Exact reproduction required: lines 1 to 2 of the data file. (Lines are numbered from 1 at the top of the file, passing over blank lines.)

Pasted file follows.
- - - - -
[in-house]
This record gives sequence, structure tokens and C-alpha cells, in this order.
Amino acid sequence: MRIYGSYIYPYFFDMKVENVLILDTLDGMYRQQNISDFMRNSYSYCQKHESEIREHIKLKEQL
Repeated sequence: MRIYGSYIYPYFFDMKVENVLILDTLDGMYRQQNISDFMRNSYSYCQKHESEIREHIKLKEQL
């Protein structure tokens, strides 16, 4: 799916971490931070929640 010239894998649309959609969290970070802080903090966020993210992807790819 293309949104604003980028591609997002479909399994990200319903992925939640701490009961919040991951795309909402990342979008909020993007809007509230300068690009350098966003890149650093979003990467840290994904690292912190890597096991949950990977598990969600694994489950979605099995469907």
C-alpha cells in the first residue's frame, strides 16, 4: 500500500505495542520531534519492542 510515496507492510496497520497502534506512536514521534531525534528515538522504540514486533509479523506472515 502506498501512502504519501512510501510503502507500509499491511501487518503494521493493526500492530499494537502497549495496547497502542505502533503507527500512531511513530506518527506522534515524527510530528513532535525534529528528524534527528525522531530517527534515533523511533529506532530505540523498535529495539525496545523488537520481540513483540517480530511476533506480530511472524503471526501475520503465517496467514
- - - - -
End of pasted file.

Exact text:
[in-house]
This record gives sequence, structure tokens and C-alpha cells, in this order.